From that point on, Joy 3-2581 adopted a more realistic perspective on cyber security. One grounded in the piles of paper on his office floor, tempered by reality. Now, without a doubt, those piles of paper are an invaluable source of knowledge. If you read, and understand the underlying intent of the documents that define the Risk Management Framework (RMF), the Security and Technical Implementation Guides (STIGs) published by the Defense Information Systems Agency, and Industry best-practices such as OWASP Top Ten and Sans Top Twenty, you will be armed with a solid foundation to understand the full scope of cyber security. The next, and most important step, is understanding how to apply that understanding to build and sustain an effective defensive posture for your system.
What Joy 3-2581 learned over the years, is that in his case, the most likely threat was from the inside, and was not the result of malicious action. It was due to lack of sound engineering process. Lack of change control. Lack of thorough testing. The usual suspects that have bled engineering projects since the beginning of time. The encyclopedic volumes of security requirements, coupled with the predominant fear of attack, had led to a focus away from disciplined engineering process, to preventing deliberate attacks. Unfortunately, it seems the majority of costs, in the forms of loss of availability, increased financial burdens, and schedule delays, are often the result of oversights and other non-malicious events.
The Risk Management Framework (RMF) is definitely setting the course for improvement. At its core, RMF is all about a pragmatic approach. That is, yeah, we have over four hundred security requirements that theoretically apply; however, you need to THINK about these requirements in the context of your system, and apply requirements based on the real risks to the system.
Nothing in this post is meant to downgrade the importance of defending our systems against malicious attack.
DoD systems are poked, prodded, and tested over a million times a day by those who are out to do us harm.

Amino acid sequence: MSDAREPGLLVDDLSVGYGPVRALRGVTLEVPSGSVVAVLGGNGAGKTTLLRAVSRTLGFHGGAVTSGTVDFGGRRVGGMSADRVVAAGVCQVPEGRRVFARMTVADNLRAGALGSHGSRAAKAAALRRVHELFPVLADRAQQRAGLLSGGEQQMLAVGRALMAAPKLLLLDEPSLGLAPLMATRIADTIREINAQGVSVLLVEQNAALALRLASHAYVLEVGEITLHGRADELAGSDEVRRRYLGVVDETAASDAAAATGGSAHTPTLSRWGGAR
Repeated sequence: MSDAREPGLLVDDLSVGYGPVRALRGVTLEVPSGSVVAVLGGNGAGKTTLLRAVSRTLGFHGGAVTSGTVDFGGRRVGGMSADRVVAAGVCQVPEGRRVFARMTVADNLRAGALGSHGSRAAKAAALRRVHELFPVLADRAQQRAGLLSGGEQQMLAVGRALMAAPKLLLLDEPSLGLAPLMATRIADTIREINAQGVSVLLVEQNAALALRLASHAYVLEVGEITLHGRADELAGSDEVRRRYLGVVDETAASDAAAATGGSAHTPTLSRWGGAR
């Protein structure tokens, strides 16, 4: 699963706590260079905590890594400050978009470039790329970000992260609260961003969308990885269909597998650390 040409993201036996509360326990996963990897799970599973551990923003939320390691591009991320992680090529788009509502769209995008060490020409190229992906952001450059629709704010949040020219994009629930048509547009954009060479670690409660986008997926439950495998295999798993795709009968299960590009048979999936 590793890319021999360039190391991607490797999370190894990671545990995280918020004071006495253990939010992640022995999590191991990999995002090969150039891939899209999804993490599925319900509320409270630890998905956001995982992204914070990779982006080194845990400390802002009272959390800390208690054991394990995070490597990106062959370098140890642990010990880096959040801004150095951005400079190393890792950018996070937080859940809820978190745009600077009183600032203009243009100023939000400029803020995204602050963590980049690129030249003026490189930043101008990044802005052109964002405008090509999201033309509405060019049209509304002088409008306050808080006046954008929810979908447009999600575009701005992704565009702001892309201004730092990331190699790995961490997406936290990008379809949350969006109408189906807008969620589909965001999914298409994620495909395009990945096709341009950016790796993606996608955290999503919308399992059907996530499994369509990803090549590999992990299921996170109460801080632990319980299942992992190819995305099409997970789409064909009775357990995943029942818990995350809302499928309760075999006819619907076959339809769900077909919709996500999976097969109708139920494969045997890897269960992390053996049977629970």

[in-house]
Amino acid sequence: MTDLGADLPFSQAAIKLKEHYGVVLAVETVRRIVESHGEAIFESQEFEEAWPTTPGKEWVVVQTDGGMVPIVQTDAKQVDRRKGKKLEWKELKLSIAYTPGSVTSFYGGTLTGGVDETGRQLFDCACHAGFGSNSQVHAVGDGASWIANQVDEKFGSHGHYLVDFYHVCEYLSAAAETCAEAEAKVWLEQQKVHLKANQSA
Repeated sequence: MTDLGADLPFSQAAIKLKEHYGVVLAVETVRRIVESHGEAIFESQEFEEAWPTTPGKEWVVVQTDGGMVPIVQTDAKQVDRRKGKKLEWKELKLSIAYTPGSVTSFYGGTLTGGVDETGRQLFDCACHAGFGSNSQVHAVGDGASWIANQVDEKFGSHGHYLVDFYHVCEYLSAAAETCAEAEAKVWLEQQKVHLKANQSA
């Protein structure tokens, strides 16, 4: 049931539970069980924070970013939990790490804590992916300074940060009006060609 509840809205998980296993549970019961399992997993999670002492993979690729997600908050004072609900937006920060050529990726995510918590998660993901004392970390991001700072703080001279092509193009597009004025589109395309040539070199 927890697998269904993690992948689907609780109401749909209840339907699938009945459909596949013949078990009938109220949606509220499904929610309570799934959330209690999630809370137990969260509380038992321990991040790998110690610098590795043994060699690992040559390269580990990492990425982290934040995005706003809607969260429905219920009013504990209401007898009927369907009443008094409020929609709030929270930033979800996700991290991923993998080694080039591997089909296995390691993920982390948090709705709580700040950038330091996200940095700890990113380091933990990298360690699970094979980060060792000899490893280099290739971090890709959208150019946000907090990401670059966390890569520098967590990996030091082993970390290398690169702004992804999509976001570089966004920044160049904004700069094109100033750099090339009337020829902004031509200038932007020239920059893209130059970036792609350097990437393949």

Yes, that is an accurate metric. It’s like a million strangers jiggling your door handles and pushing on your windows, every day. Cheers to all our cyber warfighters, engineers, analysts, and professionals who give it their best to thwart these attacks. We must not; however, lose sight of the clear and present threat directly in front of us — ourselves.
Think of a project as a battleship. Many teams operating in many different compartments, all working towards a single objective – defend our Nation. At its birth, it is in dry dock, where its foundation takes form and prepares for battle in a production environment.
If we overlook certain foundational compartments, such as change control, requirements management, test and verification, these compartments will be plagued with cracks and gaps, and once in production, will immediately take on water.
If everyone is staring at the sky, looking to neutralize the next threat, which it can assuredly do based on the massive investment in its armament, it is easy to overlook the fact that the ship is taking on water, from below. Yes, the ship will be effective in defending itself from attack, but will be handicapped by the significant drag imposed by a weak foundation. It’s overall value to the war-fighting effort is diminished.
Although this might read as a work of fiction, it’s mostly based on real events (if you hadn’t guessed that already). To my friends and colleagues in the industry, thank you for the inspiration, and the example you’ve set for charging forward, in the midst of crushing bureaucracy and seemingly insurmountable obstacles.
To those leaders, who have the vision and the commitment to defend our Nation, and the willingness to engage in spirited debate and make decisions based on real intel (not the path of least resistance)…I’m proud that you represent my Government.
Let us continue to improve, see beyond the checkboxes, and thwart our enemies, both external and internal.